In this case, we need to get rid of the concept of “qualified immunity” and make the cops PERSONALLY liable for bad acts on their parts. The city paying a $2,000,000 settlement does not discourage future stupidity. A cop going to jail and the union paying out the same $2,000,000 will.

          The problem is not with the concept of the nation-state. The problem is with the concept that certain animals are more equal than others.

        3. avatar Snatchums says:

          Unlikely as it may be, I 100% agree with you on this Serge

        4. avatar Accur81 says:

          I agree with Serge. Personal liability for bad shoots. Unfortunately that is unlikely to happen in the Sacramento system. “Cops are highly trained” / “at least the police where trying to do the right thing” / “if highly trained cops make mistakes then civilians will be even worse” mentalities are deeply ingrained within the California / Sacramento / lefty statist mindset.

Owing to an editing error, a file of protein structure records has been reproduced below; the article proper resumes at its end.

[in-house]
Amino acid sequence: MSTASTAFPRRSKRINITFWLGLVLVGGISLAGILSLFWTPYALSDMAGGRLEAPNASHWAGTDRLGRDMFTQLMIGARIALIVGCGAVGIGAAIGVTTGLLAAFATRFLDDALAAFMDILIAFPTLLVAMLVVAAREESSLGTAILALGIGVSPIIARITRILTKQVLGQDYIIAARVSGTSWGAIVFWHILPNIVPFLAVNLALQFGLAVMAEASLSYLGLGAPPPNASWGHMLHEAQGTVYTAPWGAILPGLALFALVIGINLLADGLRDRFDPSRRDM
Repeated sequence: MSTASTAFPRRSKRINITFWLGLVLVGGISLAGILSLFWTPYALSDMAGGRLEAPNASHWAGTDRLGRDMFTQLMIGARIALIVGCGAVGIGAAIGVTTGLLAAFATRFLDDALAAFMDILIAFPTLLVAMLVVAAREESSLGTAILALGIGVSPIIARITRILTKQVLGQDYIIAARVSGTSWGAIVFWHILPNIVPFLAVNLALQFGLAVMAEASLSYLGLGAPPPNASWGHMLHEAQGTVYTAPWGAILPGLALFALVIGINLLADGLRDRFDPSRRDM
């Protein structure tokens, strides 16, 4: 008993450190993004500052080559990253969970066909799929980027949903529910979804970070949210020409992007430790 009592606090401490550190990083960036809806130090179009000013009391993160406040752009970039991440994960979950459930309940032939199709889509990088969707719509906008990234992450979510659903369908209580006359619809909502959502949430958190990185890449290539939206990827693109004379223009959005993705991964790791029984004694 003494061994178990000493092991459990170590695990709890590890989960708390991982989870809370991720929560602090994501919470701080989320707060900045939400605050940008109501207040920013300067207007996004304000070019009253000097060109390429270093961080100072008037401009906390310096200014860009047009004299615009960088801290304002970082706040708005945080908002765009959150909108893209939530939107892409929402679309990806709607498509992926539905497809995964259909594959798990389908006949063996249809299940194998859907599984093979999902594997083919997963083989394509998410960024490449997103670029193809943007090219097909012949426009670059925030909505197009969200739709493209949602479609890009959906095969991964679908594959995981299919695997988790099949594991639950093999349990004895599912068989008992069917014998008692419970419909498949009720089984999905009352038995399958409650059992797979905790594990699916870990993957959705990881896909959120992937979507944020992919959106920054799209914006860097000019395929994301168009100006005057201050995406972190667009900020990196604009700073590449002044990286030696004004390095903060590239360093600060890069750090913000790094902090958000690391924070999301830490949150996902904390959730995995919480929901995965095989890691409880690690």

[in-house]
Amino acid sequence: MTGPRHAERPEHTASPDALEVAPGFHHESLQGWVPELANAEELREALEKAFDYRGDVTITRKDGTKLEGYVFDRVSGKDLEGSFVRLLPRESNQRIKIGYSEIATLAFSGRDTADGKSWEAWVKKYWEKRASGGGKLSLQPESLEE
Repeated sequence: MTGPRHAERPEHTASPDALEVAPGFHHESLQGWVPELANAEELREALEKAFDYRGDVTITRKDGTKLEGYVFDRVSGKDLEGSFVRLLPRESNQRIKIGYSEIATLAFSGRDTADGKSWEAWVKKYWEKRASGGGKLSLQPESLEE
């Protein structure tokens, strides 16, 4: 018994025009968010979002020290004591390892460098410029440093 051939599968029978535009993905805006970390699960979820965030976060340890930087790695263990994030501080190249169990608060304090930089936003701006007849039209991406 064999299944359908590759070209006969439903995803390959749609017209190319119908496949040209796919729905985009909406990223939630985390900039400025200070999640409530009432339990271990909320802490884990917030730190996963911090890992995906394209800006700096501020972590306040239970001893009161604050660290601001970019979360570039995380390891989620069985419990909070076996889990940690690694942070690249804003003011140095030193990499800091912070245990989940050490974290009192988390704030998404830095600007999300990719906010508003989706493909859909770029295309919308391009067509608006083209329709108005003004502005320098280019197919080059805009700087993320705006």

5. avatar Roymond says:

          LOL — Serge is dissing those who oppose statism while he’s arguing against it: “qualified immunity” is part of the essence of statism. All statism is is the “divine right of kings” concept bestowed on any government. It’s used in a more limited sense in more scholarly circles, where it’s just government control of everything, including owning all major industries.

          Larry Niven illustrates it without mentioning it in his Smoke Ring novels, where if you speak for The State there’s no argument, as the state is both source and final arbiter of all sovereignty. Liberals are invoking it when they say that the Constitution “grants” rights.

        6. avatar Mercury says: